The outstanding result came with Brisbane’s Jan Murphy Gallery doing a roaring trade in paintings by Ben Quilty, who is having the kind of year most artists only dream about. Even the most unlikely canvases, such as a large “very rude” portrait of artist, Luke Sciberras, engaged in an unspeakable act, went waltzing out the door. One mitigating factor was that many purchasers had come over from Australia hot on the Quilty trail, but there were also sales and interest from Koreans.
Quilty asked one Korean collector what he liked about the works, and was told: “They’re thick and they’re colourful” – terms we apply more readily to our politicians.
Most of the Australian dealers treated KIAF as a familiarisation exercise, and a number will be tempted to come back next year, with or without Austrade assistance. One of the most interesting aspects of this event was that it afforded a glimpse of a completely different kind of art market.
When Christies closed up shop in Australia, judging their profits to be insufficient, they redoubled their efforts in Korea, where there is incredibly strong support for local work among private and corporate collectors encouraged by a liberal approach to capital gains tax.
The leading Korean art dealers, such as Arario, Gana, Hyundai, Pyo, Wellside and Kukje, are corporate in nature, with galleries that resemble museums of contemporary art. Artists are shown on an exhibition-by- exhibition basis, not as part of a contracted stable.
Most of the Korean dealers exhibit works by a range of high-profile international and local artists, although some of the latter are so well supported that their art has no need to travel beyond Korean shores. This is the case with two leading artists I visited last week: Park Seo-bo, the undisputed ‘godfather’ of Korean art, whose rigorous, elegant abstract paintings are in every local museum; and Bae Bien-u, a celebrated photographer. Sitting in a bar with Mr Bae, it was amazing to find people coming up to him to ask for autographs.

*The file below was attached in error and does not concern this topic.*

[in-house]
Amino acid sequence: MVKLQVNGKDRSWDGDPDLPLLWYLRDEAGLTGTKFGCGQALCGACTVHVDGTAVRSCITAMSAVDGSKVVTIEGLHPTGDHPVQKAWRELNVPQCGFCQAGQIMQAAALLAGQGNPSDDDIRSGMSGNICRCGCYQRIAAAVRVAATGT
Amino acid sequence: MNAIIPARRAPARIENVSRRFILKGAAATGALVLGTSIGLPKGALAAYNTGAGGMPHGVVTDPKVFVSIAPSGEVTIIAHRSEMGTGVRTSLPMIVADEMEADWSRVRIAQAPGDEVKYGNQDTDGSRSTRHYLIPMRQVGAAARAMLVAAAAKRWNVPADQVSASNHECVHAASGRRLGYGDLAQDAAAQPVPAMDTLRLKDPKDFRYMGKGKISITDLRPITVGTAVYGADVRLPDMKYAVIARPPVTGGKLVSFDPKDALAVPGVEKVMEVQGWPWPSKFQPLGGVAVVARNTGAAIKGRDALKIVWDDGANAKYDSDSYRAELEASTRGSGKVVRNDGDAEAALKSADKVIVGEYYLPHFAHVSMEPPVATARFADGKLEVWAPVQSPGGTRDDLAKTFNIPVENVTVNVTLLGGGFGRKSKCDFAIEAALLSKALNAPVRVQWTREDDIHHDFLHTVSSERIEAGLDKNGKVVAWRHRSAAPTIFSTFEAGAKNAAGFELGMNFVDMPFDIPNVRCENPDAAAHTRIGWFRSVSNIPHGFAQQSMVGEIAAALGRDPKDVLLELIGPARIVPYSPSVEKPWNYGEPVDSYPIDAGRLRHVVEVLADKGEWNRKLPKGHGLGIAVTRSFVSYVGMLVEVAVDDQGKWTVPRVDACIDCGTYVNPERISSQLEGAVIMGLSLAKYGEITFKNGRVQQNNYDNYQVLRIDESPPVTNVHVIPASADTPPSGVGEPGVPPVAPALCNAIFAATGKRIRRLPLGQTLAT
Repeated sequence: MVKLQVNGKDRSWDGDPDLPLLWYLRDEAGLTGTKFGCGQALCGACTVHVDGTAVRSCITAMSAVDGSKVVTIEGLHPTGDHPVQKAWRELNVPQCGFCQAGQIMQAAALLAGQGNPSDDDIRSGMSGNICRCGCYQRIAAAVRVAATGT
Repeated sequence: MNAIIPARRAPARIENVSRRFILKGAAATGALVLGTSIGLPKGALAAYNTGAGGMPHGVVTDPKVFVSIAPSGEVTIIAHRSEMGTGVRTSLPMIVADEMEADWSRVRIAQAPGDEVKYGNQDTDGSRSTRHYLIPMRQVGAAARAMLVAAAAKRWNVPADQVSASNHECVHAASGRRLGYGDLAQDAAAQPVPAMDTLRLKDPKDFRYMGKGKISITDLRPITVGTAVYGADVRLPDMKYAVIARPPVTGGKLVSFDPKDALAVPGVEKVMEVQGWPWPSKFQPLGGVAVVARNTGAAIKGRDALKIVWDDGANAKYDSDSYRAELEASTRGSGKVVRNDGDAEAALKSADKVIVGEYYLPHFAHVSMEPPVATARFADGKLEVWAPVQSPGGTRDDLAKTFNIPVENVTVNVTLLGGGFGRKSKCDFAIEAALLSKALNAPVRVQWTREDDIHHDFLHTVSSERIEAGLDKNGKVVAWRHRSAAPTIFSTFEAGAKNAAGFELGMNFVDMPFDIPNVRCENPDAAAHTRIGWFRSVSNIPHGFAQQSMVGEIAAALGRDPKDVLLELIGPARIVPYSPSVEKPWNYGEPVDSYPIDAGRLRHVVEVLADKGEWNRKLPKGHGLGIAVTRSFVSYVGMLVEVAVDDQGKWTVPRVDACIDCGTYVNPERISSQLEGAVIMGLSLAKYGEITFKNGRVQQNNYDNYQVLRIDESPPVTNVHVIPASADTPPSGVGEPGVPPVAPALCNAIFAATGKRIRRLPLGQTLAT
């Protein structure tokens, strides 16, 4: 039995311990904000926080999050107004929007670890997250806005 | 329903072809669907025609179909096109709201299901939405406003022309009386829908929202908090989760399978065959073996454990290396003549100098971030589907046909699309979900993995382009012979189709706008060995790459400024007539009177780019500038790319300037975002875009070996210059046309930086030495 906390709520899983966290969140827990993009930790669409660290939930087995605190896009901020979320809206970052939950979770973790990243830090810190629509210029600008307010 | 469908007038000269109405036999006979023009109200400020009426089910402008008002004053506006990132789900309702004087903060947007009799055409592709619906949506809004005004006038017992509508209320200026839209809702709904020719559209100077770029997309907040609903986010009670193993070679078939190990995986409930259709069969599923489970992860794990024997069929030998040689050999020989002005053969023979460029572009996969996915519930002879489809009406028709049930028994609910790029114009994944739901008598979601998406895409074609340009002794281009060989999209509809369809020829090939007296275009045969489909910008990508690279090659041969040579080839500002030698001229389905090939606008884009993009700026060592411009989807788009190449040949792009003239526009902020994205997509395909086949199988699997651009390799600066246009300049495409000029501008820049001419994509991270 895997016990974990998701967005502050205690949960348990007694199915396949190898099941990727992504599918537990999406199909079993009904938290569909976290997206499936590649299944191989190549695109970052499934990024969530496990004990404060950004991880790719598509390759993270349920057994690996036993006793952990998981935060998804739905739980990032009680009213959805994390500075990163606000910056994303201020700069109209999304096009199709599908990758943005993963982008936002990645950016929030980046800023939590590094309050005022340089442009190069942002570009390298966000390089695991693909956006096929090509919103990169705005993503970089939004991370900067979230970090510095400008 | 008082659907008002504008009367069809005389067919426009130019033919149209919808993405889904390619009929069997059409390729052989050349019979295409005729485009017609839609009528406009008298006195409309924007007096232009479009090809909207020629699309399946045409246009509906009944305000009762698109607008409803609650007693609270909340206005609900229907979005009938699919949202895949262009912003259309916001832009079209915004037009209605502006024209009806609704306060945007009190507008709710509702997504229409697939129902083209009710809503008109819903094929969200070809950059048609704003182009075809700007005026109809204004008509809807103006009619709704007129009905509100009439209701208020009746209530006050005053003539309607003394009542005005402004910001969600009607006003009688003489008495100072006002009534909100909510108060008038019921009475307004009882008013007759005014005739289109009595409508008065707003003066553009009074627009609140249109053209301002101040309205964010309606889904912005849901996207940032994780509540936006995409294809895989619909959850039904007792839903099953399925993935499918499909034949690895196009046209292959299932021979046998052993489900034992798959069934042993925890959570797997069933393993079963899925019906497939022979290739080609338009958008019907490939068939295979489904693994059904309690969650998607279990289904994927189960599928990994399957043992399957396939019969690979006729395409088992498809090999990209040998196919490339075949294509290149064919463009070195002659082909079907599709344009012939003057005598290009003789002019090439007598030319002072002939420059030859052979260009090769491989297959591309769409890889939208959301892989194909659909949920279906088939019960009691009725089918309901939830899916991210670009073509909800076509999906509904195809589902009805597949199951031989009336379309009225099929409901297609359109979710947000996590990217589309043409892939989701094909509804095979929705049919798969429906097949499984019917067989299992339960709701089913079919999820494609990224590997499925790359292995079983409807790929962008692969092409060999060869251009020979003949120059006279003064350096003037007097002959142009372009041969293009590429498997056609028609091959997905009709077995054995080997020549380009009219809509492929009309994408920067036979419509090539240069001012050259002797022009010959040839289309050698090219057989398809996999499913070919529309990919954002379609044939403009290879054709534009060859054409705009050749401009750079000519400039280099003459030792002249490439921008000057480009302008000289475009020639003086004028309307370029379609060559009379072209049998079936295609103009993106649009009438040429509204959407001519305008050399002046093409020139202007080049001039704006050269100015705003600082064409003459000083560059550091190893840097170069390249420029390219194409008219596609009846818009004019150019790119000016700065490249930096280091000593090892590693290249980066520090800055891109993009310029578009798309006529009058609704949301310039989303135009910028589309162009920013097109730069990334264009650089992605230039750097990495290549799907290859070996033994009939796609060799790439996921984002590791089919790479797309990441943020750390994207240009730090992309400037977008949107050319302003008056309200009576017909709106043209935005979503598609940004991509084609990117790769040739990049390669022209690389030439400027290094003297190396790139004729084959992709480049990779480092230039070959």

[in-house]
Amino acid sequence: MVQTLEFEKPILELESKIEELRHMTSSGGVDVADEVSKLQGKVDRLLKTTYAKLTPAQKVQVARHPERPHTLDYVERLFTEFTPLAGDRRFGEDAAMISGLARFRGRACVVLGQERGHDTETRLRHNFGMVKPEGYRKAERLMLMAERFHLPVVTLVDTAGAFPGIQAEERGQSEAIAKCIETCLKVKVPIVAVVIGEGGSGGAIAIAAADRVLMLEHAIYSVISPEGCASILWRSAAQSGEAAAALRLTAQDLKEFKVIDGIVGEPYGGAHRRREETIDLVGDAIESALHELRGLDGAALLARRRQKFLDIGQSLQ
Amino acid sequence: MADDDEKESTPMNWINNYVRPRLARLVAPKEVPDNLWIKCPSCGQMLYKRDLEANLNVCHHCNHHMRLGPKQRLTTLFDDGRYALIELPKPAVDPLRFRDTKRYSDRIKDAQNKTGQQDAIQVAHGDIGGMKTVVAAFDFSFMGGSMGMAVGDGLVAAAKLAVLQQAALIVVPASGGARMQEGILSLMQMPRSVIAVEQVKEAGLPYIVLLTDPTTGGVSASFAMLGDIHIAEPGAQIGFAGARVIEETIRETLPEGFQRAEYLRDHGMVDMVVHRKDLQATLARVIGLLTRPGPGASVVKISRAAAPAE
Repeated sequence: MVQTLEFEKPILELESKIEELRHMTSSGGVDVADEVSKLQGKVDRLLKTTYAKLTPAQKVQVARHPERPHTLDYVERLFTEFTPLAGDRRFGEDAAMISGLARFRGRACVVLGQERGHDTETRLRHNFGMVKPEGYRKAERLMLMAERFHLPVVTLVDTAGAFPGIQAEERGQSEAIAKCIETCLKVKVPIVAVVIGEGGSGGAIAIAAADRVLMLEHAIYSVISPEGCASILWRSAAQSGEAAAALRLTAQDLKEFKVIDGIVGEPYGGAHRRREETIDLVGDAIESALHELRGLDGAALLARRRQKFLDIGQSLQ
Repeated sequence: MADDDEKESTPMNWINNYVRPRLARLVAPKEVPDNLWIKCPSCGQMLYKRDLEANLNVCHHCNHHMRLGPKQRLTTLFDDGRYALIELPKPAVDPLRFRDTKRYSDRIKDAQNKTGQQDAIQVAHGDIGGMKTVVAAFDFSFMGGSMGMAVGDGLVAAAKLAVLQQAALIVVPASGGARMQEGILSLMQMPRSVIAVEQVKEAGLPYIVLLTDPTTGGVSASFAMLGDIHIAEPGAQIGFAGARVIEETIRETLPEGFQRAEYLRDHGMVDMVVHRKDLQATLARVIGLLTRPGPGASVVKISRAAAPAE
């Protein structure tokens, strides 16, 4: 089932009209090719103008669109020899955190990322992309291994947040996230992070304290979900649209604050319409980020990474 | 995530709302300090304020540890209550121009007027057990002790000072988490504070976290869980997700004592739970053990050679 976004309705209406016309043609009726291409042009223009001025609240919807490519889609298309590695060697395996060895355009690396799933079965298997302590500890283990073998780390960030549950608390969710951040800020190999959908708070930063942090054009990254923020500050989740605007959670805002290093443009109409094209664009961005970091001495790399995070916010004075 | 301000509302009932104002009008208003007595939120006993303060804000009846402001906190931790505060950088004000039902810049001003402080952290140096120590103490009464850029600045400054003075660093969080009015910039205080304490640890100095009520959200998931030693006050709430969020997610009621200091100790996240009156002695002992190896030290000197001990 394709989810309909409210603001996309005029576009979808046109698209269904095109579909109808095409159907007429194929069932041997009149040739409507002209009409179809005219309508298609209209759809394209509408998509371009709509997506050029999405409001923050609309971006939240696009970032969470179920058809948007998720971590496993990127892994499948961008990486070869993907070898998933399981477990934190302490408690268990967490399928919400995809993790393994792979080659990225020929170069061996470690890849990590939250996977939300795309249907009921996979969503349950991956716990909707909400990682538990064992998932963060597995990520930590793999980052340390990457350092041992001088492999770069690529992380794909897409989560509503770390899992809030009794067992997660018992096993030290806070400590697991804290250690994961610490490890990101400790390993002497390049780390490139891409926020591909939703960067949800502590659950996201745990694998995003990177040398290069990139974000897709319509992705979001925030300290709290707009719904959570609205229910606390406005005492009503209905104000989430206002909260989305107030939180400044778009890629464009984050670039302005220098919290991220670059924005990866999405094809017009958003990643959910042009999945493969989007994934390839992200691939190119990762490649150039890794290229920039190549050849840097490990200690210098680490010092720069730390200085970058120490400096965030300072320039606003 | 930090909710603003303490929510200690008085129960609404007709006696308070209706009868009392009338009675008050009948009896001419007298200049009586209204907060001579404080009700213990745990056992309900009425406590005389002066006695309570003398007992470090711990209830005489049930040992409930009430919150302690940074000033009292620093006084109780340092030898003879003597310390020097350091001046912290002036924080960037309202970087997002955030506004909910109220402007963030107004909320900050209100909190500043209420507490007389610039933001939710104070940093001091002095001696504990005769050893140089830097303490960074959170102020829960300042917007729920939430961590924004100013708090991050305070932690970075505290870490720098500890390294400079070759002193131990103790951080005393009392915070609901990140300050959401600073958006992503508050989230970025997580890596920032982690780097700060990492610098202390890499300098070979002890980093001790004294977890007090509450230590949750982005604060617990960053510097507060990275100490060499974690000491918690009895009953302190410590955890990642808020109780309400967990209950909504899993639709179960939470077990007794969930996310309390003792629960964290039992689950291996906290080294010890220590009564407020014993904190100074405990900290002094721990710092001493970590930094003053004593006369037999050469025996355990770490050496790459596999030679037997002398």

The work of Park and Bae is good enough to be shown anywhere in the world, but the degree of reverence they enjoy at home has no equivalent among living Australian artists. Margaret Olley was probably our last popular artist-idol.
I’ve said before that Australia could learn a lot from the way Korea supports and markets its own culture – an activity that extends across the board, from the visual arts to cinema, K-Pop, TV soap operas, literature, software and other enterprises. By contrast, Australia’s official attitude is hesitant, stop-start, and often confused. Too frequently we fall back on Aussie kitsch and cheerful propaganda to make a good impression. This only tends to patronise Asian audiences and undermine our own qualities. One of the biggest problems is that those who are employed to promote Australian culture abroad seem to know almost nothing about it. Even when something is achieved, such as an exhibition or a successful artist residency, nothing is heard back in Australia.
It is easy to focus on narrow bureaucratic goals and lose all sight of the product, let alone the need to communicate with a broader public. It’s not funding levels but our overall strategic outlook that requires rethinking. Things may be gradually improving, but one still encounters that familiar dance of three steps forward, two steps back.